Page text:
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Frequent Bohemian readers may recall last year's cover story on Marin County-based Genetic Savings and Clone, the company that for $32,000 or so will clone your deceased pet ( May 19, 2004). Now Californians Against Pet Cloning (CAPC) has introduced legislation sponsored by Assemblyman Lloyd Levine, D-Van Nuys, to ban the sale of cloned and genetically engineered pets in the state. Such legislation is long overdue, says Richard Hayes, executive director of Oakland's Center for Genetics and Society. If you want to open a pet shop or veterinary clinic, Hayes notes, there are numerous state and federal licensing requirements. “But if you want to create cloned kittens, dousing cats with hormones and surgically implanting cloned embryos--over 90 percent of which die--and marketing them at $32,000 each to those grieving over the loss of beloved pet, there's nothing to stop you.” For more info on the downside of pet cloning, go to www.nopetcloning.org.
Now that Florida-based technology company Smartmatic has purchased Sequoia Voting Systems (which previously supplied all of the e-voting devices used in Napa County), let's hope the county's registrar of voters quickly upgrades the machines now in service to the type used in Venezuela's referendum election last August. Reactionaries seeking to defeat popular, left-leaning president Hugo Chavez claimed that electronic voting machines had thrown the referendum in Chavez's favor--even after Jimmy Carter gave the election his stamp of approval. Fortunately for the people of Venezuela, the Smartmatic Automated Election System used in the referendum created--imagine this--a paper trail of every vote cast, and the results confirmed that Chavez had indeed won.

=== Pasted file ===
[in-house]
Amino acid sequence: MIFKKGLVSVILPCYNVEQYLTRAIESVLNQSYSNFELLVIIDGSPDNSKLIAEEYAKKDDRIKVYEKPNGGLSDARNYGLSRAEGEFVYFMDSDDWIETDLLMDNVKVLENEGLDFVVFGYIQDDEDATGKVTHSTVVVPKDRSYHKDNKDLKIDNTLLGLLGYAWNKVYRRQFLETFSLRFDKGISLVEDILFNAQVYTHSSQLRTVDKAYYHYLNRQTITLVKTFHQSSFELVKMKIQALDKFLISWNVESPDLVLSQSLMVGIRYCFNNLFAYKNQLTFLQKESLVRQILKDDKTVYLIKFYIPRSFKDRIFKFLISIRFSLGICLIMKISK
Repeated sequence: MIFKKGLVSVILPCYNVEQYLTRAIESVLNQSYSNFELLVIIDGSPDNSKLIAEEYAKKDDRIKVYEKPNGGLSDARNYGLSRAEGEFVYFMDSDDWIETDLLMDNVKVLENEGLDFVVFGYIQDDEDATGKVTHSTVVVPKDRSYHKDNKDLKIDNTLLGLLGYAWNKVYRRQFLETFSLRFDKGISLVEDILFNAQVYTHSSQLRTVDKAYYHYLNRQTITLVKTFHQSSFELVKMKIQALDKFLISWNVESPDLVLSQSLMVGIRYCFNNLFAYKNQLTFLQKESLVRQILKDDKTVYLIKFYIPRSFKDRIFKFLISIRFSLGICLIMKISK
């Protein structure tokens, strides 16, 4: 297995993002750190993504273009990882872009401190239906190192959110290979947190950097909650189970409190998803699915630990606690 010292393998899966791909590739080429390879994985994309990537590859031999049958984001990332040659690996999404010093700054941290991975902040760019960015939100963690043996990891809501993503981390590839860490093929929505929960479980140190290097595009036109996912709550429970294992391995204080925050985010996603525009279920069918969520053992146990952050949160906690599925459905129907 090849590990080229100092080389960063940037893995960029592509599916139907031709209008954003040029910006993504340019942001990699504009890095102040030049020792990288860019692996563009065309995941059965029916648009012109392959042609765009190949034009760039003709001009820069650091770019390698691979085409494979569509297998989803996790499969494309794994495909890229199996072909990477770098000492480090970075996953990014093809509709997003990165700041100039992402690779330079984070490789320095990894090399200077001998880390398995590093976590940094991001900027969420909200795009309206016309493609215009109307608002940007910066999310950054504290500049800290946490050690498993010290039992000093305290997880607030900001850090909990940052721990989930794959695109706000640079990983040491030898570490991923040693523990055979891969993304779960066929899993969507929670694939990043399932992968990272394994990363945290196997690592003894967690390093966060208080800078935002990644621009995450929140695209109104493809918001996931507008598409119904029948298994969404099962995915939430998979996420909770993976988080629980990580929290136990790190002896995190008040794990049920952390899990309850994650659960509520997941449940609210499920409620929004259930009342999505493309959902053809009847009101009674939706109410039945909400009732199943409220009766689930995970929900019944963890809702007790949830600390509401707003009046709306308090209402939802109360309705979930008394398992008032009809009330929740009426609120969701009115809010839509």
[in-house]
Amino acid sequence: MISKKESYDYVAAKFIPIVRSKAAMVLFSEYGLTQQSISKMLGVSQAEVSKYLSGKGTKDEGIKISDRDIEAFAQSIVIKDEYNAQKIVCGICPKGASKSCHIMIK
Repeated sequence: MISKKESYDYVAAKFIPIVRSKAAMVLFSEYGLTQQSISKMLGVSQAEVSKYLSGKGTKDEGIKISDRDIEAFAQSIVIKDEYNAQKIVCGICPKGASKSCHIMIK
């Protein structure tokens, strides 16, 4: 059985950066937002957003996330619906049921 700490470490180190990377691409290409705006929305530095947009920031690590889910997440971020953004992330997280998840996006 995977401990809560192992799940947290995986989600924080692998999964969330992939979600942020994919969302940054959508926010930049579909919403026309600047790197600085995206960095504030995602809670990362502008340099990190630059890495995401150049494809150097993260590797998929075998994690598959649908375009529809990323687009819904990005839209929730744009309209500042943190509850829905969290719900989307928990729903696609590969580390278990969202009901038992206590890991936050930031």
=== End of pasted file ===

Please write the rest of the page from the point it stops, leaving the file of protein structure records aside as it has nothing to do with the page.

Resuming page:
Talking Zero Trash
Sonoma's Central Landfill, which is nearing capacity, has undergone severe challenges recently since its liner leaked. As the county weighs its options, New College of Santa Rosa is sponsoring a free symposium, "Taking Aim at Zero Waste." Panelists include Portia Sinnott of Zero Waste Sonoma County; Paul Palmer, author of the book Getting to Zero Waste; and Linda Christopher and other members of the Sonoma County Local Task Force for Solid Waste. Thursday, April 7, 7to 9pm. New College of Santa Rosa, 99 Sixth St. 7 to 9pm. For more info, call 707.824.4790.
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From the April 6-12, 2005 issue of the North Bay Bohemian.